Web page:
They don’t call Charleston the culinary promised land for nothing. While there simply isn’t enough time in a lifespan to cover every drool-worthy stop, here’s a snapshot of some of our dearest dinner institutions below.
A few more classics that aren’t mentioned:
Malagon *Brand New* (Downtown – new favorite!); The Ordinary (Downtown); McGrady’s (Downtown); SNOB (Downtown); Little Jack’s (Downtown – Upper King); Rarebit (Downtown); Macintosh (Downtown); Minero (Downtown); Tu (Downtown); Purlieu (Downtown – Hampton Park area); Chez Nous (Downtown); Fat Hen (Johns Island); Renzo (Downtown – Hampton Park area); Chubby Fish (Downtown); Indaco (Downtown); Fulton Five (Downtown); La Farfalle (Downtown); Trattoria Lucca (Downtown)
DOWNTOWN (Great option for groups!)
Innovative, beer-centric American fare with fresh seafood added daily. The focal point of Edmund’s menu are the boards: hands-down the most brilliant charcuterie combinations you’ll find in the Southeast.
The burger is sensational (oddly reminiscent of the famous West Coast In ‘n Out patty) & only $13. Reservations are critical for groups. Also, a sip of the PB&J brew is essential.
Known for its sweeping rooftop views of the peninsula and beyond, The Watch is a favorite for folks visiting Charleston for the first time. With decently priced drinks and drool-inducing truffle fries, this spot makes for a fantastic rest stop during a King Street shopping spree.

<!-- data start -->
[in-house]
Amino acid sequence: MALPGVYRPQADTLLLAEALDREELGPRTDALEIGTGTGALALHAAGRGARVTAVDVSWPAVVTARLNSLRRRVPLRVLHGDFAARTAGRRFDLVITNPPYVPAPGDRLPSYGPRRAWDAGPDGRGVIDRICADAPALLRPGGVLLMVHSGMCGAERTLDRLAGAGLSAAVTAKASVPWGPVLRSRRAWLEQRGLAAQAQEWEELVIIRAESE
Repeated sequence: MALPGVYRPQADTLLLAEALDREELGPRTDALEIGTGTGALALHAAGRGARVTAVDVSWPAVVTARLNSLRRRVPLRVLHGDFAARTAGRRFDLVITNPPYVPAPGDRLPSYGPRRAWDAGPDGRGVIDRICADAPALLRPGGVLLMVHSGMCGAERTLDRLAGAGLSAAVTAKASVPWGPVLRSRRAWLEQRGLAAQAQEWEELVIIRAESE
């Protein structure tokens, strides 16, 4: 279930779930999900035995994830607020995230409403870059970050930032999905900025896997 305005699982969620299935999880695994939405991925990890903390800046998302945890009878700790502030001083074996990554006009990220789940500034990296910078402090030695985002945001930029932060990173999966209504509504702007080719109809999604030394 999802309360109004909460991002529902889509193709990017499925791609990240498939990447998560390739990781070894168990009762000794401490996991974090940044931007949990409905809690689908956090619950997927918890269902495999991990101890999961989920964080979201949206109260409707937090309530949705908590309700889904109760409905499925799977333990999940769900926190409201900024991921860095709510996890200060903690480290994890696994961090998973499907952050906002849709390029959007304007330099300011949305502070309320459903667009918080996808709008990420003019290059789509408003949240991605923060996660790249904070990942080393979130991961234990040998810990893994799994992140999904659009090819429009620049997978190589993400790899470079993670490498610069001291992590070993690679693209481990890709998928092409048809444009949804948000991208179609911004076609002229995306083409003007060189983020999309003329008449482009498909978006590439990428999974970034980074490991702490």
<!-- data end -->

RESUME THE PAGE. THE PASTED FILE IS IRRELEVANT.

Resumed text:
DOWNTOWN // SULLIVAN'S ISLAND // WEST ASHLEY
And then there’s Fiery Ron's" Home Team BBQ: the quintessential outdoor watering hole for Charleston locals, HT is the place to go for a frozen painkiller and smokin’ dry rubbed BBQ. With three locations (downtown, Sullivan’s Island, West Ashley), this casual joint is guaranteed to be packed but worth the claustrophobia.
Yummy French plates in an exquisite interior space. Go here for a Parisian cocktail, burger and fries after a long day strolling up and down King Street.
A mix between Nickelodeon’s Secrets of the Hidden Temple and Gilligan’s Island, this three-Story tiki hut is in its own category. Go here after a day on the sand for fresh poke and a piña colada (you can even bring home the cup as a souvenir).
Spicy tuna poke bowl, no questions asked.
Coconut fried shrimp and a chopped salad topped with tuna as rare as they can make it.
A quirky eatery tucked away on Coming Street away from the bustle of King Street. Each night brings an exciting new lineup of seasonal concoctions, from spicy marinated SC cauliflower to ricotta gnocchi and lamb neck ragu. CD tip: the soy-cured steelhead trout made me (Caro) cry… Also be sure to leave room for dessert, AKA oreo “crack.”
Another lowcountry-inspired knockout coined by Mike Lata, the same culinary mastermind behind The Ordinary. Offerings on the rotating menu are all sourced directly from local farms and fisheries. CD tip: Don't bother trying to make dinner reservations less than three weeks out; instead, snag two seats at the bar around 4:45-6 p.m. and order whatever fish is fresh on the menu.
P.s. I still have the 10/22/17 menu nailed to my wall (if that tells you anything).
If you’re familiar with Charleston’s food scene, chances are you’ve heard of Butcher & Bee, the hyper-local foodie haven with all the whipped feta you can eat. Want a quick bite? Visit B&B’s micro cafe, The Daily for some insta-worthy Avo toast.